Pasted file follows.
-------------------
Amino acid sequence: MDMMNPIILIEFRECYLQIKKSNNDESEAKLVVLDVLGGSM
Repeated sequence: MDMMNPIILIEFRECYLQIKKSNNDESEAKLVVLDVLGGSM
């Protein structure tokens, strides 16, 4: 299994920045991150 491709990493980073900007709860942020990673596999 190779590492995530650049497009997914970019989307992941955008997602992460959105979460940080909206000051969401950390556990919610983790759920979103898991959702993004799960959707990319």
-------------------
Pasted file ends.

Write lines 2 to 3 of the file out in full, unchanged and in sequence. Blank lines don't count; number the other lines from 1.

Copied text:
Repeated sequence: MDMMNPIILIEFRECYLQIKKSNNDESEAKLVVLDVLGGSM
């Protein structure tokens, strides 16, 4: 299994920045991150 491709990493980073900007709860942020990673596999 190779590492995530650049497009997914970019989307992941955008997602992460959105979460940080909206000051969401950390556990919610983790759920979103898991959702993004799960959707990319």